APPALACHIAN ARTIST CRUSH is a series of interviews with artists from around the East Tennessee region, whose work I admire and who I want to share with the world.
Courtney is a printmaker carving imaginative images out of linoleum blocks. She does craft and art fairs throughout the Tri-Cities area, where her work can be seen and purchased in-person. Don't miss out on following her beautiful Instagram feed: @buffalo_street_print_co
Tell us about your creative beginnings. What was your earliest experience of artmaking, and what drew you in? Was creativity encouraged in your early years?
I really don't remember how I started, I just know that I started one day and haven't stopped. My whole family was incredibly encouraging though. My parents, grandparents and aunts and uncles all encouraged my artistic endeavors. My Papa made me my first easel. My aunt Kathy thought I'd work at Disney some day and dreamed that I'd be an animator. My dad and stepmom have pieces of art I thought were throw aways hanging in the house. I've been truly blessed to have the support and encouragement of my whole family.
I loved drawing animals and my uncle Grego would let me help him in his taxidermy shop as a young teen which taught me a lot about animal anatomy and showed me the importance of thinking about your subject as part of a whole.
What I always loved about art was that it was a little universe of your own creation and I would just find my self absorbed in it, no matter what was going on around me. The creation of little worlds is still something that absorbs me in my work as an adult. I like getting lost in them.
Tell us about your creative process--what makes it unique? How do you create your best work? What do you love most about your process?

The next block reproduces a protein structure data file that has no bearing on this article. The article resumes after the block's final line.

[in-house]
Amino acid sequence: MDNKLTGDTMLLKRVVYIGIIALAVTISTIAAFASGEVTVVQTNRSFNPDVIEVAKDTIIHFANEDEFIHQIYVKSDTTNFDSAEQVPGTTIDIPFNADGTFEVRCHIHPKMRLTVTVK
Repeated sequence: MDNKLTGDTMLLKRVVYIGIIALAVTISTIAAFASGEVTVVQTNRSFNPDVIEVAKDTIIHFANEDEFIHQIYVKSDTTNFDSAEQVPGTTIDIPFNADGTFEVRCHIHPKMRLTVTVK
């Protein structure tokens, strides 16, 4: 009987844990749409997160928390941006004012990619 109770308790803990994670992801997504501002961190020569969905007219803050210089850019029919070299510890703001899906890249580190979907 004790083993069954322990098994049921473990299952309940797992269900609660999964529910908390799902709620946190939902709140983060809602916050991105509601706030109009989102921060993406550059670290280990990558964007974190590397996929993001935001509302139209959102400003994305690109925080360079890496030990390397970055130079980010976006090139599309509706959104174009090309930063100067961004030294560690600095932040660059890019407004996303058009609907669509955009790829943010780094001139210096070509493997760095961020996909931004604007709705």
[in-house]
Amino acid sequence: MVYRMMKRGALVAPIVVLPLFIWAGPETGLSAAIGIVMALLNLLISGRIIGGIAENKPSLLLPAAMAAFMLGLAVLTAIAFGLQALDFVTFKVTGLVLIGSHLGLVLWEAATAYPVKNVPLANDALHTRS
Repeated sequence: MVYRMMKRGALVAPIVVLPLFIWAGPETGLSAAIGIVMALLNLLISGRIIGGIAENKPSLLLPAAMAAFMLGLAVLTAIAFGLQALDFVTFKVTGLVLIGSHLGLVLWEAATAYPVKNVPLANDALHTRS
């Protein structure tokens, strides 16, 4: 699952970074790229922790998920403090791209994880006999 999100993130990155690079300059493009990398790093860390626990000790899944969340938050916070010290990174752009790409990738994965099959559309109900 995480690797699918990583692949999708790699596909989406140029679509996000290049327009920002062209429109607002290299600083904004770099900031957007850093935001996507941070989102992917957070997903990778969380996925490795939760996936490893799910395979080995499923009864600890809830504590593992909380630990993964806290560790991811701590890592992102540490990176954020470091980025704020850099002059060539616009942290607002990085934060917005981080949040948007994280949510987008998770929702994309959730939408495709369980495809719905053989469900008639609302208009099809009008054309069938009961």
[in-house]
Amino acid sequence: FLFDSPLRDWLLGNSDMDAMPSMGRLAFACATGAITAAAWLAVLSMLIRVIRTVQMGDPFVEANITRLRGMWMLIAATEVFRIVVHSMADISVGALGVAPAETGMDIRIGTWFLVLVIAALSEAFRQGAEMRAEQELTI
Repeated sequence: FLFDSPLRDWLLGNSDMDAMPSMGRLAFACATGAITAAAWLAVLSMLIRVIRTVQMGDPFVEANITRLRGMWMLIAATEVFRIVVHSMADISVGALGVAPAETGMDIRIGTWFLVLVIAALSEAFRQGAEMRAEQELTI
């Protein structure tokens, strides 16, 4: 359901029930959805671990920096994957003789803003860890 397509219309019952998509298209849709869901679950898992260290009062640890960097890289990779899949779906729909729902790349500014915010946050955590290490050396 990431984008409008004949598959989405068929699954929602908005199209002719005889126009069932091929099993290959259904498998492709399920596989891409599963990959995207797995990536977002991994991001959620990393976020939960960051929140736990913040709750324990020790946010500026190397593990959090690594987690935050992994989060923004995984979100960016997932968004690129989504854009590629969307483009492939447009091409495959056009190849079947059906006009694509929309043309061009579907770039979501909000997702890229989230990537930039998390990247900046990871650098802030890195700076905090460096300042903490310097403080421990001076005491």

Just like when I was a little girl my creative process still involves creating little worlds of my own. I create my best work when I'm trying to make a little world for myself and my subjects. About 10 years ago I took a class on American Folklore and I was fascinated by the thought of this magical American landscape that exists in familiar settings. So that's the world I've been trying to create in my work. It's recognizable in it's setting but the mood is magical.
I think I create my best work when I'm faithful to nature and interject just enough fantasy to keep it from being a textbook illustration. I like print making to capture this world because the extremes of light and dark already give it the mood of a fairy tale. I also love the fact that when you do printmaking you are carving and creating a solid artifact you can keep forever. I love the way the blocks look and feel more than even the prints.
What has been a habit or focus you've had that's integral to your art practice?
I draw all day everyday. I have a regular job outside of art and underneath my keyboard I keep scraps of paper so whenever I'm not typing I can doodle. It kills two birds with one stone really, I'm able to focus better at work when I'm doodling during conference calls and it keeps my creativity flowing. If I'm not working out something for a specific piece I'm just doodling animals or people. It's a lot like stream of conciousness writing. It just keeps me from getting rusty and every once in a while I get something I can use out of it. Also, it helps me remember what's going on on long conference calls. I can look down and say "oh yeah they were talking about entitlements when I was drawing fat little deer so Ineed to finish that spreadsheet." So I remember to do my day job and I get better at drawing fat little deer. It's a win win.